Domestic Side Outlook
Joseph Nadol – JPMorgan: I like it to drill down into the bookings a little bit and really focus on domestic, of course the international always bounce around and are usually strong at the end of the year. But, and then just looking at the last five years data at least, I don’t see a quarter with below $5 billion of total bookings. Obviously, you are well below that level, and I heard what you said about the ramp-up throughout the year. I guess, really the question is what gives you confidence, given the sequester just happened that you are going to see that sequential ramp on the domestic side?
David C. Wajsgras – SVP and CFO: Joe, bookings were always planned to ramp up throughout the year, and Q1 actually played out a little bit better than what we were expecting. We discussed on the January call that we had about $1 billion come into last year’s fourth quarter. Particularly in missiles and our missile defense businesses. As I just said a moment ago we do expect a cadence of both domestic and international bookings to increase throughout the year. If you look at the last six months given some of this timing our quarterly bookings averaged about $5.7 billion and over the trailing four quarter basis it was about 1.02. The cadence for this year is not dramatically different from what we saw last year. I think with that Bill may want to add a couple of things.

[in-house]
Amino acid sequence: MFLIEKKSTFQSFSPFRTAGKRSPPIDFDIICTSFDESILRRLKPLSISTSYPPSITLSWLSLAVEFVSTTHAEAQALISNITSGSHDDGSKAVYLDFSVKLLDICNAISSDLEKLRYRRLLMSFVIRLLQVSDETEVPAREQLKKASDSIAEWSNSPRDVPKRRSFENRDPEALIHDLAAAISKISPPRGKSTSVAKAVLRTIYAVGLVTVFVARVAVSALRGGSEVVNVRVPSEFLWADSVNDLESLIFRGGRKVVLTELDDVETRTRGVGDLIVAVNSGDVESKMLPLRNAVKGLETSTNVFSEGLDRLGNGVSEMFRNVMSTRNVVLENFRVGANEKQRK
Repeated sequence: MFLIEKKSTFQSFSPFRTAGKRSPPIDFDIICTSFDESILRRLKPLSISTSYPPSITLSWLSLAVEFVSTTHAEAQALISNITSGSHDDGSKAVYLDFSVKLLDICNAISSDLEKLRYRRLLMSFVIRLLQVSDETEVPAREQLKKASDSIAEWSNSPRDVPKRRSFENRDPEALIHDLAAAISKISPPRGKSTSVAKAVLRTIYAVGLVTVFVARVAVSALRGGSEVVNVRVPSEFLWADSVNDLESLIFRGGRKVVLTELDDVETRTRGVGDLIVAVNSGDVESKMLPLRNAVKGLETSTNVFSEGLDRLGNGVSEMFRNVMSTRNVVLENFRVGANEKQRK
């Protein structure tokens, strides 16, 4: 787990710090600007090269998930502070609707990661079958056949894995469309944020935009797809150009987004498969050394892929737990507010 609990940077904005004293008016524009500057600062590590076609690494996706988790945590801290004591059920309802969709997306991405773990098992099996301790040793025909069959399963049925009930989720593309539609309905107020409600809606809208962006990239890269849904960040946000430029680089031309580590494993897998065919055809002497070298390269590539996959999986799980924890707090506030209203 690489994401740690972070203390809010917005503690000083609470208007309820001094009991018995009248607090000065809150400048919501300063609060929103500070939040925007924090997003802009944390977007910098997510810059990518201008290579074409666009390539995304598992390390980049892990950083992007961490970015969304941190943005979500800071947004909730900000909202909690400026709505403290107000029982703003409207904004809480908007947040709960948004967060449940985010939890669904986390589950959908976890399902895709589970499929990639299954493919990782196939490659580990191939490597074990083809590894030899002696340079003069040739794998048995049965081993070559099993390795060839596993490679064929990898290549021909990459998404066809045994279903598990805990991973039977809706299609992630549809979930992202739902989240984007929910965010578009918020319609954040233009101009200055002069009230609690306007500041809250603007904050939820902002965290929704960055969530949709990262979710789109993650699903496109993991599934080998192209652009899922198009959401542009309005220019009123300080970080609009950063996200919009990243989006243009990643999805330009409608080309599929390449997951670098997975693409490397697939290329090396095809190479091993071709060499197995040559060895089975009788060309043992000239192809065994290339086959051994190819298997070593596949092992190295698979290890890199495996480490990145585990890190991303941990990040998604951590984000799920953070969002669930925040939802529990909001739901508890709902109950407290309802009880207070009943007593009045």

William H. Swanson – Chairman and CEO: I think the easiest way is to go through our businesses and IDS expects about half of their business to be international and those will be dominated by the Patriot awards we’ve got Kuwait that’s finished all the military reviews and has gone over to their Parliament for final signature. So we kind of see that in maybe the latter half of Q2 or early part of Q3, we can touch it’s not an issue, little over $500 million decision in Turkey probably in Q2 award latter half of this year. (I got her) also late this year and that could be a couple of billion. We see Oman, Oman has turned out nice for us. They’ve already placed an order for AMRAM. So we see that the tying together all the air defense work there. And domestically for them they’ve got naval radars (indiscernible) and Zumwalt and then missile defense work and of course as I mentioned AMDR and space defense if we go over to IIS we don’t see any composition change in their bookings our customers shifted from yearly funding to quarterly funding now to monthly funding. So that’s kind of reflected in how we look at things and half of their awards are all driven by classified. Missiles’ expects international bookings probably here in the second quarter on AMRAAM and Oman will be part of that. Of course, we see strong interest in RAM and Evolved SeaSparrow. Paveway, Mid-East I think, you’re aware and others are aware that Secretary Hagel is over talking packages with those countries. So, we expect missiles to be in good shape. Referring to NCS, over a third of their bookings were in international and on the domestic side a number of opportunities. In fact this morning the wire just announced that we won D-RAPCON, which is a Mobile Air Traffic Control system. Initial award $252 million, we’ll get a $50 million development contract. So that was planned probably in the first quarter, it happens in the second quarter. We all know bookings are lumpy, but we look at them on a total basis and Dave kind of gave you some insights there. SAS sees about a third of their bookings, international the biggest piece related. Our tactical airborne radars in South Korea gives us a good start on that one. Finally, our Technical Services, we see the range of training, logistics programs, about 25% of that is international. So that’s a quick rundown in my mind going through the businesses. I got to remind everybody that 30% of our – 30 of our contracts represent a quarter of our business, 128 contracts represented the 50%, and then if you look, the last half of our sales are driven by 15,000 contracts that represent $1.5 million to $2 million worth of business, and that’s this company and that’s what makes it so strong, because we convert the smaller programs into bigger programs later on in time, and hopefully that answers your question…